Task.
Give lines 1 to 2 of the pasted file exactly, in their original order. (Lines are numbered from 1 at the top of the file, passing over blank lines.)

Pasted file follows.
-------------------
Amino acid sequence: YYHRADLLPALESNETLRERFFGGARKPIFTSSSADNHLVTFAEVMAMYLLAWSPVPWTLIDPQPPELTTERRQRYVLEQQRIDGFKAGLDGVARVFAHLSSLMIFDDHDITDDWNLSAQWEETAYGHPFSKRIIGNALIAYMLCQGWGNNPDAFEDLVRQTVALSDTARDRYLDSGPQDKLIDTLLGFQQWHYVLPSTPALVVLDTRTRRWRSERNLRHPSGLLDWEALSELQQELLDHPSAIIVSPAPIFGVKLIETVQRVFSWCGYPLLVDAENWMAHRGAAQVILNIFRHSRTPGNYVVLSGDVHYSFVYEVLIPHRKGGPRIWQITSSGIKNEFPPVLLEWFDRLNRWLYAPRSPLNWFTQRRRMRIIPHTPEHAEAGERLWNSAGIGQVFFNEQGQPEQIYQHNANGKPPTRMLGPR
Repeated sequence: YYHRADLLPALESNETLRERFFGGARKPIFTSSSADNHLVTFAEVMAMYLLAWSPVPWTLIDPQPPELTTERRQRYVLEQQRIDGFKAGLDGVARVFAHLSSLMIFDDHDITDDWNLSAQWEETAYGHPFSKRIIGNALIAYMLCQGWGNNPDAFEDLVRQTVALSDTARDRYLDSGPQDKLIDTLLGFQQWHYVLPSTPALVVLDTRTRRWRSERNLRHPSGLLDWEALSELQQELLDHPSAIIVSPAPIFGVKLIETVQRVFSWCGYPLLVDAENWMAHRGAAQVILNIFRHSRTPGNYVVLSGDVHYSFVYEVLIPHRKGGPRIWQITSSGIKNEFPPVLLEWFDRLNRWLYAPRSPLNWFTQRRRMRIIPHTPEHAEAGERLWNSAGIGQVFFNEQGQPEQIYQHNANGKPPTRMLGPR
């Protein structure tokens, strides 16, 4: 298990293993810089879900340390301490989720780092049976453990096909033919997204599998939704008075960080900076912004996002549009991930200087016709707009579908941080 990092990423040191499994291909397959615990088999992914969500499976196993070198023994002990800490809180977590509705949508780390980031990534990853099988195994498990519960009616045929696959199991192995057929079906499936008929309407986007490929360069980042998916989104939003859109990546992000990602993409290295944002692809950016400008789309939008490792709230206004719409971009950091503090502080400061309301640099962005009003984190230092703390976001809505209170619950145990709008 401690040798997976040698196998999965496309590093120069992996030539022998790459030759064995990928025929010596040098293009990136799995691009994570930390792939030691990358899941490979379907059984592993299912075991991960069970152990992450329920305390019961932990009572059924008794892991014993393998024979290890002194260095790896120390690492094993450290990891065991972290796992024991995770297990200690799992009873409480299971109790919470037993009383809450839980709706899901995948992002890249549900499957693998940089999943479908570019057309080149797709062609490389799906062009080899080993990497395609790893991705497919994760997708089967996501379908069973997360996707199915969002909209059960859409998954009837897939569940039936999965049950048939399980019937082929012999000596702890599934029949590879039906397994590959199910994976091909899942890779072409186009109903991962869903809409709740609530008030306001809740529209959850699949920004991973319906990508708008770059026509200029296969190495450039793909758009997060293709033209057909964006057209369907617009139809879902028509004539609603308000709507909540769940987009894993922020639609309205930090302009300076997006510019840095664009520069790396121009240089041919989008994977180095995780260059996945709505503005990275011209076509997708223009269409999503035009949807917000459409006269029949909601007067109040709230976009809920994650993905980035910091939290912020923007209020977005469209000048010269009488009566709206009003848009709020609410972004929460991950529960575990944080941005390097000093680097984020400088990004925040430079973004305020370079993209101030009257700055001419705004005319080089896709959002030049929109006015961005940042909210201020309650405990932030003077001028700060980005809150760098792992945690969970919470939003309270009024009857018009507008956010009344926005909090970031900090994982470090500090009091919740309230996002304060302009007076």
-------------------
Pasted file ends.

Amino acid sequence: YYHRADLLPALESNETLRERFFGGARKPIFTSSSADNHLVTFAEVMAMYLLAWSPVPWTLIDPQPPELTTERRQRYVLEQQRIDGFKAGLDGVARVFAHLSSLMIFDDHDITDDWNLSAQWEETAYGHPFSKRIIGNALIAYMLCQGWGNNPDAFEDLVRQTVALSDTARDRYLDSGPQDKLIDTLLGFQQWHYVLPSTPALVVLDTRTRRWRSERNLRHPSGLLDWEALSELQQELLDHPSAIIVSPAPIFGVKLIETVQRVFSWCGYPLLVDAENWMAHRGAAQVILNIFRHSRTPGNYVVLSGDVHYSFVYEVLIPHRKGGPRIWQITSSGIKNEFPPVLLEWFDRLNRWLYAPRSPLNWFTQRRRMRIIPHTPEHAEAGERLWNSAGIGQVFFNEQGQPEQIYQHNANGKPPTRMLGPR
Repeated sequence: YYHRADLLPALESNETLRERFFGGARKPIFTSSSADNHLVTFAEVMAMYLLAWSPVPWTLIDPQPPELTTERRQRYVLEQQRIDGFKAGLDGVARVFAHLSSLMIFDDHDITDDWNLSAQWEETAYGHPFSKRIIGNALIAYMLCQGWGNNPDAFEDLVRQTVALSDTARDRYLDSGPQDKLIDTLLGFQQWHYVLPSTPALVVLDTRTRRWRSERNLRHPSGLLDWEALSELQQELLDHPSAIIVSPAPIFGVKLIETVQRVFSWCGYPLLVDAENWMAHRGAAQVILNIFRHSRTPGNYVVLSGDVHYSFVYEVLIPHRKGGPRIWQITSSGIKNEFPPVLLEWFDRLNRWLYAPRSPLNWFTQRRRMRIIPHTPEHAEAGERLWNSAGIGQVFFNEQGQPEQIYQHNANGKPPTRMLGPR